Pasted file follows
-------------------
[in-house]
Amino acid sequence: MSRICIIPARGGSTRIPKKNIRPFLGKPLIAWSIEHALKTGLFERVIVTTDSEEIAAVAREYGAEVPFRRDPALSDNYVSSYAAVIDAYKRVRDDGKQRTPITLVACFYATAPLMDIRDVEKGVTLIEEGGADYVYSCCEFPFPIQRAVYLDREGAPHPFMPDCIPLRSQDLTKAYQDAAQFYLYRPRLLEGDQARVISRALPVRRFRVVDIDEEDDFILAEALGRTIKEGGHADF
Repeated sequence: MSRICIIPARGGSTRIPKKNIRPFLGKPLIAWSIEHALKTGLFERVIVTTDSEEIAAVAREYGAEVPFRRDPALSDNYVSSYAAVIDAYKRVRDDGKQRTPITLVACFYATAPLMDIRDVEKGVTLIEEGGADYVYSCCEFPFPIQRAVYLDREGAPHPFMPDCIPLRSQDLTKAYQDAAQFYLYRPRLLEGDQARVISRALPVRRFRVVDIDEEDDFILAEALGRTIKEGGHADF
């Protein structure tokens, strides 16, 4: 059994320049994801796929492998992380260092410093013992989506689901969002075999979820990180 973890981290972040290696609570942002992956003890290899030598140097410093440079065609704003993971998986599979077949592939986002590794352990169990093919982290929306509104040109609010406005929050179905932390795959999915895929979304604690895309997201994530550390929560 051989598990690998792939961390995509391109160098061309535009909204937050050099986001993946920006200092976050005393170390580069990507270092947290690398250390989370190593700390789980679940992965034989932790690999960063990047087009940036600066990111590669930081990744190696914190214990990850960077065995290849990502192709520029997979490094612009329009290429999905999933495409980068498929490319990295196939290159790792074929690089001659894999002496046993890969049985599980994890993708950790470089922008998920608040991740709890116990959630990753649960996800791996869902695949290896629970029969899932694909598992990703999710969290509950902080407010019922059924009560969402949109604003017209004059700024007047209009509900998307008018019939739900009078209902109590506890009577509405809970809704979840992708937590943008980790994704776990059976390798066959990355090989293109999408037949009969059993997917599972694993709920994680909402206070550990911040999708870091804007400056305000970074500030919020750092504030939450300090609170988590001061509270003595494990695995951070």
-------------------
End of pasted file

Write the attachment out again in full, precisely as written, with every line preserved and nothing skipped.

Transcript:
[in-house]
Amino acid sequence: MSRICIIPARGGSTRIPKKNIRPFLGKPLIAWSIEHALKTGLFERVIVTTDSEEIAAVAREYGAEVPFRRDPALSDNYVSSYAAVIDAYKRVRDDGKQRTPITLVACFYATAPLMDIRDVEKGVTLIEEGGADYVYSCCEFPFPIQRAVYLDREGAPHPFMPDCIPLRSQDLTKAYQDAAQFYLYRPRLLEGDQARVISRALPVRRFRVVDIDEEDDFILAEALGRTIKEGGHADF
Repeated sequence: MSRICIIPARGGSTRIPKKNIRPFLGKPLIAWSIEHALKTGLFERVIVTTDSEEIAAVAREYGAEVPFRRDPALSDNYVSSYAAVIDAYKRVRDDGKQRTPITLVACFYATAPLMDIRDVEKGVTLIEEGGADYVYSCCEFPFPIQRAVYLDREGAPHPFMPDCIPLRSQDLTKAYQDAAQFYLYRPRLLEGDQARVISRALPVRRFRVVDIDEEDDFILAEALGRTIKEGGHADF
């Protein structure tokens, strides 16, 4: 059994320049994801796929492998992380260092410093013992989506689901969002075999979820990180 973890981290972040290696609570942002992956003890290899030598140097410093440079065609704003993971998986599979077949592939986002590794352990169990093919982290929306509104040109609010406005929050179905932390795959999915895929979304604690895309997201994530550390929560 051989598990690998792939961390995509391109160098061309535009909204937050050099986001993946920006200092976050005393170390580069990507270092947290690398250390989370190593700390789980679940992965034989932790690999960063990047087009940036600066990111590669930081990744190696914190214990990850960077065995290849990502192709520029997979490094612009329009290429999905999933495409980068498929490319990295196939290159790792074929690089001659894999002496046993890969049985599980994890993708950790470089922008998920608040991740709890116990959630990753649960996800791996869902695949290896629970029969899932694909598992990703999710969290509950902080407010019922059924009560969402949109604003017209004059700024007047209009509900998307008018019939739900009078209902109590506890009577509405809970809704979840992708937590943008980790994704776990059976390798066959990355090989293109999408037949009969059993997917599972694993709920994680909402206070550990911040999708870091804007400056305000970074500030919020750092504030939450300090609170988590001061509270003595494990695995951070």